With Tim Lott's competent and respectful homage, Hornby at last seems to have given birth to the genre which has for so long been threatening to arrive. The Fielding-spawned Fat Women With No Dignity school of writing now has a sibling. Bloke Lit has arrived.
Lott's novel, which could easily be called Does My Cock Look Small In This?, deals enthusiastically with all the failings, immaturities and nastinesses which seem to plague thirtysomething men in contemporary British literature, with the central character's final epiphany almost serving as a manifesto for this nascent genre. Abandoned by his girlfriend and his mates, Frankie Blue stares into the mirror and says of himself, "Sometimes I think I'm superman, sometimes I think I'm nothing. But I'm neither. I'm just a bloke, among millions of other blokes." This line, which verges on self-parody, is the male literary equivalent of weighing yourself at the end of the day. In the universe of Bloke Lit, we are all just blokes - and we need to be reminded of that fact.
With the Git Lit of John King and Irvine Welsh (the "I'm just a sociopathic bastard among millions of other sociopathic bastards" school) perhaps now beginning to go out of fashion, a trend towards Bloke Lit will come as a relief to those who prefer to believe that men aren't all actively nasty, but are simply terminally childish up to the age of about 40.
Tim Lott's novel revolves around a group of four friends who finally discover, after 15 years of friendship, that they don't in fact like one another. After a decade and a half of competitiveness, betrayals, unsupportiveness and bickering, the four men touch on the fact that one of them is about to get married, then in the course of an extremely aggressive game of golf and its aftermath, they all go their separate ways.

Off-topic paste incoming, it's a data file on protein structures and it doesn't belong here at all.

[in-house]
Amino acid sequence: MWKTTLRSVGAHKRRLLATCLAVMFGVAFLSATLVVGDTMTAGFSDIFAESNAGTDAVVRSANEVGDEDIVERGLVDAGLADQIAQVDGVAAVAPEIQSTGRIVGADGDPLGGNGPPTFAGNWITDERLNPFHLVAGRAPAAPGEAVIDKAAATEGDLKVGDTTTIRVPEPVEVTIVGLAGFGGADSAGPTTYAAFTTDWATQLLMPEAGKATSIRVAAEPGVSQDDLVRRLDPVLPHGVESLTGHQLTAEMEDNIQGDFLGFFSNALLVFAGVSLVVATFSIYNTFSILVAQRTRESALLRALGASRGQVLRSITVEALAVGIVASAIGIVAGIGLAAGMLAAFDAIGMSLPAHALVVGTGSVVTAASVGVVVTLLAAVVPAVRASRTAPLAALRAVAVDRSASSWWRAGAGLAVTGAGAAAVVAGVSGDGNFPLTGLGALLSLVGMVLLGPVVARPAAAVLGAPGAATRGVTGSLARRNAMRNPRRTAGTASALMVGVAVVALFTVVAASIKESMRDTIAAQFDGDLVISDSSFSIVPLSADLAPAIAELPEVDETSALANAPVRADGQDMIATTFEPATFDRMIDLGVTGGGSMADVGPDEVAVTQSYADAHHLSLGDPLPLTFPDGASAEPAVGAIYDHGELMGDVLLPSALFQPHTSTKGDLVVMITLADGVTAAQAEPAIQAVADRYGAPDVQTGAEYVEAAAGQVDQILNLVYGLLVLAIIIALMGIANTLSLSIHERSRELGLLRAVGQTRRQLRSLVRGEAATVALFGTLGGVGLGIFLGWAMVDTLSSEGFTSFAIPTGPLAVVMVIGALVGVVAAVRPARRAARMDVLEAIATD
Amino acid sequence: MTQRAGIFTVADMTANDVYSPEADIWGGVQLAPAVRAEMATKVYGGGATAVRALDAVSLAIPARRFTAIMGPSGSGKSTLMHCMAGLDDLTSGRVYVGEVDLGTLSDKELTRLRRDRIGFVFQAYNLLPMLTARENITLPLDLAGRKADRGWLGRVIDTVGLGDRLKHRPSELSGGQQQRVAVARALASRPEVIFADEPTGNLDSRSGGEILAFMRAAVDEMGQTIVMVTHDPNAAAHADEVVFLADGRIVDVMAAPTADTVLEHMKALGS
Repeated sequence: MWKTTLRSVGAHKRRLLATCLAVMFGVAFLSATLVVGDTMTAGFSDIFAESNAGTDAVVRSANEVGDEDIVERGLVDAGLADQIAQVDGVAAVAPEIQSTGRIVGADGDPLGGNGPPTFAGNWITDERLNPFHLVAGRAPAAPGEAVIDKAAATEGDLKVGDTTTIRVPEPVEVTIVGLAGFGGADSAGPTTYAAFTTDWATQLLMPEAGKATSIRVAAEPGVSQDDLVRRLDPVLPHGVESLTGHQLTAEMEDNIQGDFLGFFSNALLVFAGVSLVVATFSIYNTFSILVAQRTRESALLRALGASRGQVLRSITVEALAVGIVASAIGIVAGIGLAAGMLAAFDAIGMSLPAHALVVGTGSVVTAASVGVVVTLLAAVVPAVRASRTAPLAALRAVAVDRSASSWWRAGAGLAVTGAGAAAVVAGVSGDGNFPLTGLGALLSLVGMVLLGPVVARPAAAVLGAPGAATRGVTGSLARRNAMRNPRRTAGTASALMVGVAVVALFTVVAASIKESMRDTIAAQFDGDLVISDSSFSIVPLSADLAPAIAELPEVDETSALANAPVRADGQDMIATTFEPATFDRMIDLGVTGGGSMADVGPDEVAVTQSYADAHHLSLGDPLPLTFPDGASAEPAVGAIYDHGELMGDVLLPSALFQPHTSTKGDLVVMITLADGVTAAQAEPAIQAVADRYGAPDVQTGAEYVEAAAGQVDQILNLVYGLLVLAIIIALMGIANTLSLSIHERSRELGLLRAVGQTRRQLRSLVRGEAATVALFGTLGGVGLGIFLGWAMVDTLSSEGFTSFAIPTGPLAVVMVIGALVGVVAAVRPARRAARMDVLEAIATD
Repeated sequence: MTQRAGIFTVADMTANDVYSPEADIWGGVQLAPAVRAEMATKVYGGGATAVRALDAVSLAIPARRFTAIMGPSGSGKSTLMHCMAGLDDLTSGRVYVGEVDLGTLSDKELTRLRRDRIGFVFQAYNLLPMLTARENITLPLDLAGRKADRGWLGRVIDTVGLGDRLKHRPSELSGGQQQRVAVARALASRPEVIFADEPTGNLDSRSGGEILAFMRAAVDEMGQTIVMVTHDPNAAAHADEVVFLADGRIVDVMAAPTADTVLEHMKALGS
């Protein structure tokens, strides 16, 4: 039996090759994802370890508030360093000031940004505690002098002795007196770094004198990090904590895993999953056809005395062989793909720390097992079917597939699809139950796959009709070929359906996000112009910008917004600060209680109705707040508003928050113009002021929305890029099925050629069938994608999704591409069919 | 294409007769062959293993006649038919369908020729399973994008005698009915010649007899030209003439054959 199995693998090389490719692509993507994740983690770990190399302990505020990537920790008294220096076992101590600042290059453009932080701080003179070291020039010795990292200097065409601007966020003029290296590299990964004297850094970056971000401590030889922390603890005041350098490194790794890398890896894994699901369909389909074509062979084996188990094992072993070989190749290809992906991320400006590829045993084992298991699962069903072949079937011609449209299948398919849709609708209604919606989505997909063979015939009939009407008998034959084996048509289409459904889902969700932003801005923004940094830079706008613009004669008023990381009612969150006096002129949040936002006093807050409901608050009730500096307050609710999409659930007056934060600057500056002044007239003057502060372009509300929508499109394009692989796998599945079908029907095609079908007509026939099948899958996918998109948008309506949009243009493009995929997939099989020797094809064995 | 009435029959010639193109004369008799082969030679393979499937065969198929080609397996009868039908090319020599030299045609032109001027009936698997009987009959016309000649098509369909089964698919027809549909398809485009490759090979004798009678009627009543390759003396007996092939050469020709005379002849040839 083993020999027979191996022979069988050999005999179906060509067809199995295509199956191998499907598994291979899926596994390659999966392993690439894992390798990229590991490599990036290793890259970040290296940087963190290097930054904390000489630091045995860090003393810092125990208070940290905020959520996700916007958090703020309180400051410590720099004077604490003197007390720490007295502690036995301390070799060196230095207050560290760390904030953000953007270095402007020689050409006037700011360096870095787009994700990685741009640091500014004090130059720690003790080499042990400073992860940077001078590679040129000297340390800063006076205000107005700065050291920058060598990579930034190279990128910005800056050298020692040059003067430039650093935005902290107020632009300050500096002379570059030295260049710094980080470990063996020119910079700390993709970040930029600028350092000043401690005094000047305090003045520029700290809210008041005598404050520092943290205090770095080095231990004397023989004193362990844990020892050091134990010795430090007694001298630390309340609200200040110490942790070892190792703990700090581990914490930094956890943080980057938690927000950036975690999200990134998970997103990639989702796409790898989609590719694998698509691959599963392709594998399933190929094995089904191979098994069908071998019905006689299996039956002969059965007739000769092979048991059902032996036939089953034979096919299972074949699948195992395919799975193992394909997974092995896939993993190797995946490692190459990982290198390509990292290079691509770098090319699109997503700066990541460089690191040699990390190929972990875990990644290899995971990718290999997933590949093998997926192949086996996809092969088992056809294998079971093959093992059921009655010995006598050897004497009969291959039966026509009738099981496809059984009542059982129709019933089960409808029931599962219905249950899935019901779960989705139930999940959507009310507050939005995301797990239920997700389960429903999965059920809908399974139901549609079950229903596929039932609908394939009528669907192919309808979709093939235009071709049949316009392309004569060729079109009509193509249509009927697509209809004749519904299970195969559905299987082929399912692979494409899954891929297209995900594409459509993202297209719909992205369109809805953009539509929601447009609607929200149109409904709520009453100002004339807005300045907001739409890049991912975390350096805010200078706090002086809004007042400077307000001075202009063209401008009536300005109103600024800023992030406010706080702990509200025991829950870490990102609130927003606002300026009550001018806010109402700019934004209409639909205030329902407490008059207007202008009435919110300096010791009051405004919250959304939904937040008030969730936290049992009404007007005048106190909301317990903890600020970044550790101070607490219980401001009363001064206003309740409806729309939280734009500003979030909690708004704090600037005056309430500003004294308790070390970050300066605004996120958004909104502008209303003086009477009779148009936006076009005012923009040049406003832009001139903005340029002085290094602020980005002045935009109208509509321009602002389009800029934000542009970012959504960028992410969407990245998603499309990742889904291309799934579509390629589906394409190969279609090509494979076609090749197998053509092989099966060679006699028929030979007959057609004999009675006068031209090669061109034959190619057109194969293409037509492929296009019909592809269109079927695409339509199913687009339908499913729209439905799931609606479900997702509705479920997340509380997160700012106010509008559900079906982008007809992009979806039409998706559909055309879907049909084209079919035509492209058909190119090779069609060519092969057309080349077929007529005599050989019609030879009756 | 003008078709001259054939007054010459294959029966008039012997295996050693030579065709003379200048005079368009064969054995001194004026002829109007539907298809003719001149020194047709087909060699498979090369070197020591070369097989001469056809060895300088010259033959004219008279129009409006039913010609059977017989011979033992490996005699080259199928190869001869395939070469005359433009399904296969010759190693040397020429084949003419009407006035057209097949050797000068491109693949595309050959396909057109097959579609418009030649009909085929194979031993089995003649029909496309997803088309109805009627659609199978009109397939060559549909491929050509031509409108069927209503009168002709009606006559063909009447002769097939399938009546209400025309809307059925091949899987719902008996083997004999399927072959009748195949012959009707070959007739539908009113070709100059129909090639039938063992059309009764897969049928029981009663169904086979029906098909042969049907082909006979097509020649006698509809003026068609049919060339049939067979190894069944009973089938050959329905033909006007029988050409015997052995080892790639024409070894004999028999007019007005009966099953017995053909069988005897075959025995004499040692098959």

Although the tone of the book is comic and light, the view of male friendship presented is unremittingly bleak. There is almost nothing to like in any of the men, and one is left more surprised that they managed to stay friends for 15 years than that the four of them ultimately split up.
An odd preachiness hovers over the disintegration of the friendships, with a strangely bland moralism accompanying Frankie Blue's character development as he discovers that, for example, "Lies are so fine, so lovely and harmless, until you get caught out. Then they transform into tiny, vicious, vengeful dragons." Although Lott's novel is slickly put together and perfectly readable, it lacks the emotional depth of his debut, the memoir The Scent of Dried Roses. A laddish superficiality in the narrator's world view prevents any genuine insight from making its way into the text. Everything is a little too direct, with the character who is a burden on the narrator going under the name of Colin Burden, and the female love interest, who is of course more rooted than all the men, being called Veronica Tree. In Lott's narrative style, there is no room for allusion. Everything that is there is there on the surface. The text makes no demands on the reader whatsoever.
However, precisely the same criticisms could be made of High Fidelity, and it never seemed to do Nick Hornby's career much harm. If Bloke Lit flourishes - which I suspect it will - Tim Lott will have little to worry about.